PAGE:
Conflict is inevitable, combat is optional

Alasdair Ross, CEO of We Do HR

In every interaction with another person the risk of conflict is always there, however, the decision as to whether you allow this to escalate is entirely up to you. It is always easy to blame the other person and expect them to adjust their behaviours and conduct towards you but being the bigger person and taking control of the situation without being overbearing is far more rewarding. You don’t always have to fight or win!

I’m sure you’ll recognise conflict situations whether you’re in the midst of it or as an observer. These can be where somebody is just being stubborn or a full-blown argument where both parties are angry and hostile. There are many techniques that would allow you to remain in control and still be able to have your say and the best way to do this is to understand that conflict is always based in emotion.


The easiest way to prevent such situations however is to avoid getting into them in the first place. Hot topics to be wary of are discussions around politics, religion and, dare I say it, football. These are subjects that people are passionate about and feel they want to make their point and be heard. Where the discussion is friendly “banter” then that is okay but the moment the conversation turns serious is the time to make light of it and change the subject.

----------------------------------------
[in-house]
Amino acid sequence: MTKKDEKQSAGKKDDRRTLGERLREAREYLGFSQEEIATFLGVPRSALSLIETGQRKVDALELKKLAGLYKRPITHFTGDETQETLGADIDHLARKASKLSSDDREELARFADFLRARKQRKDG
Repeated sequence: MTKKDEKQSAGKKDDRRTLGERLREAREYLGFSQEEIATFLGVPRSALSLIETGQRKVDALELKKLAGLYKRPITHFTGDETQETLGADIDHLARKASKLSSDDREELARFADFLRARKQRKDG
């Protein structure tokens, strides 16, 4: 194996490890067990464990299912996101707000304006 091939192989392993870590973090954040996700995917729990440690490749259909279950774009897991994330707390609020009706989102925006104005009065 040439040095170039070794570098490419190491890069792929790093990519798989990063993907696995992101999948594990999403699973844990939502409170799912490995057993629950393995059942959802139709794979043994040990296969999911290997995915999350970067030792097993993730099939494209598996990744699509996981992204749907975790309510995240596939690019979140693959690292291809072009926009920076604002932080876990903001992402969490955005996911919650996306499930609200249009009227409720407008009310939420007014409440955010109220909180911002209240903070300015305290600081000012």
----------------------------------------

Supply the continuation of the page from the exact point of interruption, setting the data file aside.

This doesn’t mean you just ignore conflict if it does arise. If it does, try to tackle it in a positive way by diffusing the emotion and calming the situation down. It is however best to try to reduce opportunities where conflict may occur by thinking ahead of potential situations.

Deal with it

When you have to face conflict, then don’t be scared … deal with it!

  1. Be truthful and open
  2. Show your empathy
  3. Consider whether your body language matches what you’re saying
  4. Be prepared to agree to disagree


Set expectations within the workplace through policies which provide a framework that encourages discussion. Such discussions should form part of everyone’s working relationships but they shouldn’t just be an excuse to argue for the sake of it.

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